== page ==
By: Roylee Brown
Disclaimer: The views expressed in this post are those of the author, and do not necessarily reflect views of the Journal, the William H. Bowen School of Law, or UA Little Rock.
Arkansas imposes fees on top of fines for people who can’t afford to pay the fine in the first place. The fees are the cost of the “convenience” of making installment payments instead of, as the law requires, paying the total fine immediately. Separate fines are subject to different fees. But on an installment plan, all the debt is lumped together and paid off in order of priority: court costs, restitution, and finally, fines. To illustrate: first, court costs are paid along with the accompanying payment fees for restitution and fines. After that, restitution is paid along with the restitution payment fee and the fine payment fee. The last to be paid are the fines along with the fine payment fee. The fee for paying the fine has been paid month by month while the fine itself has been waiting its turn. It may be expected that the fees paid so far total more than the original fine. This makes the fee for court cost installment payments the most lucrative part of imposing fines.
But this source of state income comes at a terrible price. Once a person is in the payment system, incarceration is practically a given. Missing a hearing date results in an arrest warrant. Missing a payment entitles the state to revoke the driver’s license and automobile registration. This is a death knoll for employment, the only legal way to repay the debt. It causes a chain reaction that ends in the loss of home and family.
Arkansas recognizes that unwillingness to pay is different than inability to pay. The State invokes a noble standard, at least on paper. The law deems an individual able to pay if after doing so, there will be enough money left over to provide “a reasonable subsistence compatible with health and decency.” But it should be self-evident that the individual is already not meeting that standard if he or she has reached a point where they are required to appear in court on account of not being able to make payments. In contrast, Arkansans who do enjoy a reasonable subsistence compatible with health and decency can just pay the fine all at once and be done with it.
The payment fee is a political “robbing Peter to pay Paul” scheme that actually perpetuates the spiral of poverty and criminality to the detriment of both the individual and the state. Arkansas would be better off investing in its citizens by putting money into education and health care.
Arkansas is beginning to think about that. The Task Force on Offender Costs and Collections has identified the automation fee, the fee charged for making installment payments to the court, as “most in need of urgent action.” Accordingly, a bill has been introduced that would eliminate the fee for installment payments.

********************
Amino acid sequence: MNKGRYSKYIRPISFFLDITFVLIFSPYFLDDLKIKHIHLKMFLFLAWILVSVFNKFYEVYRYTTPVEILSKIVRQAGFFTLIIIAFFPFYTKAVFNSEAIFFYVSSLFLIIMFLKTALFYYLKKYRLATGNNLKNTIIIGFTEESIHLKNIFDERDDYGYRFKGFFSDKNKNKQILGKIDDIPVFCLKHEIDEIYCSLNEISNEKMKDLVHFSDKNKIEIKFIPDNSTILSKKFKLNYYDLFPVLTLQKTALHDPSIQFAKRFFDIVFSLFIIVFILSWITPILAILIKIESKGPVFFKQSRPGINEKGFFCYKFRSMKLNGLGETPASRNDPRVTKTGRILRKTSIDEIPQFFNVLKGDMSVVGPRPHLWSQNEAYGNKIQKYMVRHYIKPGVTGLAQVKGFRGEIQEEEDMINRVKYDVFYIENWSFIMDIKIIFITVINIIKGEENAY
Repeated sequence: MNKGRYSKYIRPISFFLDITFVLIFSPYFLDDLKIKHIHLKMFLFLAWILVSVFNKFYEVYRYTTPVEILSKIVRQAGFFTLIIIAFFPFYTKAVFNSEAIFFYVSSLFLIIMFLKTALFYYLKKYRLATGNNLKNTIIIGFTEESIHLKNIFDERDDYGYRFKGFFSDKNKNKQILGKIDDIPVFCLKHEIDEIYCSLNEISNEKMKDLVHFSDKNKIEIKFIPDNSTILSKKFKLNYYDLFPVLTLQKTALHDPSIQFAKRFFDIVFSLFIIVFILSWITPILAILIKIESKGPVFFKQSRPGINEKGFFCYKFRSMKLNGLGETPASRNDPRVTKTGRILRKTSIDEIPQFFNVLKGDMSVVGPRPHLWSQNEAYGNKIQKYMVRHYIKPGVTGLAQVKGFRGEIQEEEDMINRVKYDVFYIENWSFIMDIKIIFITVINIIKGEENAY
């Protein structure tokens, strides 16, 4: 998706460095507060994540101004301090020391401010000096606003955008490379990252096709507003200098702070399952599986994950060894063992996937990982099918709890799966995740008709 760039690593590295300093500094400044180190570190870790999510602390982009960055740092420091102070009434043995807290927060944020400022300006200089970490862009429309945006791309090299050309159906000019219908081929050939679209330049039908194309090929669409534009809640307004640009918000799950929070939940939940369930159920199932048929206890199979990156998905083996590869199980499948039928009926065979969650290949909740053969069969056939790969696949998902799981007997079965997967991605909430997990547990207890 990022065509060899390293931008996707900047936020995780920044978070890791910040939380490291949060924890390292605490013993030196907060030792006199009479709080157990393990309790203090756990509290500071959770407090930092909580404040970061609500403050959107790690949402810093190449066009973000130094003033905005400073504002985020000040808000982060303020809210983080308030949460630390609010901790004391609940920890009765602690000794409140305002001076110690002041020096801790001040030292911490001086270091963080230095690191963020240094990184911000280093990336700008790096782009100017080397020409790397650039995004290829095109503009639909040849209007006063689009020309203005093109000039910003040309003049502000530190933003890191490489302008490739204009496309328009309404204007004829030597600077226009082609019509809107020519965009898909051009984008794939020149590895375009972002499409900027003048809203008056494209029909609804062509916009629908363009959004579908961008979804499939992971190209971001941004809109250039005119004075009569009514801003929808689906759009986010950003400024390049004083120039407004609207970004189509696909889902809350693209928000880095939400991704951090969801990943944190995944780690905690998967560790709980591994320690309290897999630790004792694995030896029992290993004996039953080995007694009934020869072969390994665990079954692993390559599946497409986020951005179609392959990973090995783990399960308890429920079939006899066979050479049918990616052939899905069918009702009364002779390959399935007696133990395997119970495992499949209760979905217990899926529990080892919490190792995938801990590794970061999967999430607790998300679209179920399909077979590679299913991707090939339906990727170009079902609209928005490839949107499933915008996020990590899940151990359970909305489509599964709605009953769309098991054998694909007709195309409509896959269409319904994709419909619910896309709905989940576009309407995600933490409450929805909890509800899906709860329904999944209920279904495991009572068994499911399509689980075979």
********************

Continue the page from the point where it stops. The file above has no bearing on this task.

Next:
The bill would amend A.C.A. §16-13-704 governing installment payments for fines. The statute, as it stands today, requires $10 for every month a fine payment is due. The money goes to the state Judicial Fine Collection Enhancement Fund to pay for computer hardware and software, and to the local courts for court-related technology. A portion goes to the State Administration of Justice Fund where it contributes to, among other things, retirement funds for law enforcement officers and judges. This gives law enforcement personnel a personal stake in perpetuating the fees – but that’s another story.
The bill is straightforward. It calls for the state to simply eliminate the fees attached to installment payments. Do it now! These fees are neither a punishment nor a deterrent for crime. Instead, they criminalize poverty.
The bill further calls for our state to fund the courts with a revenue source other than people who need a payment plan. Other states are turning to alternative sources of court funding, and the change is proving to be easier on both the pocketbook and on humanity.
But so far, the amendment has yet to reach the floor.
The argument is that people who use the justice system should have to pay for the justice system. The better argument is that people who want to be safe from crime should spend money on things that actually reduce crime instead of wasting money on strategies that only sound good politically while actually increasing crime and contributing to social costs.
For example, better education is closely correlated with less crime. Yet this year, Arkansas has taken money from public schools while at the same time committing to build new prisons.
The fee for court installment payments knocks people off their feet and keeps them down. It harms the people in debt and it harms everyone else. Ending it is the right thing to do financially and socially. It’s not the only thing to do, but it’s the easiest thing to do right now that will have the greatest benefit.
Eliminate the fees for court installment payments.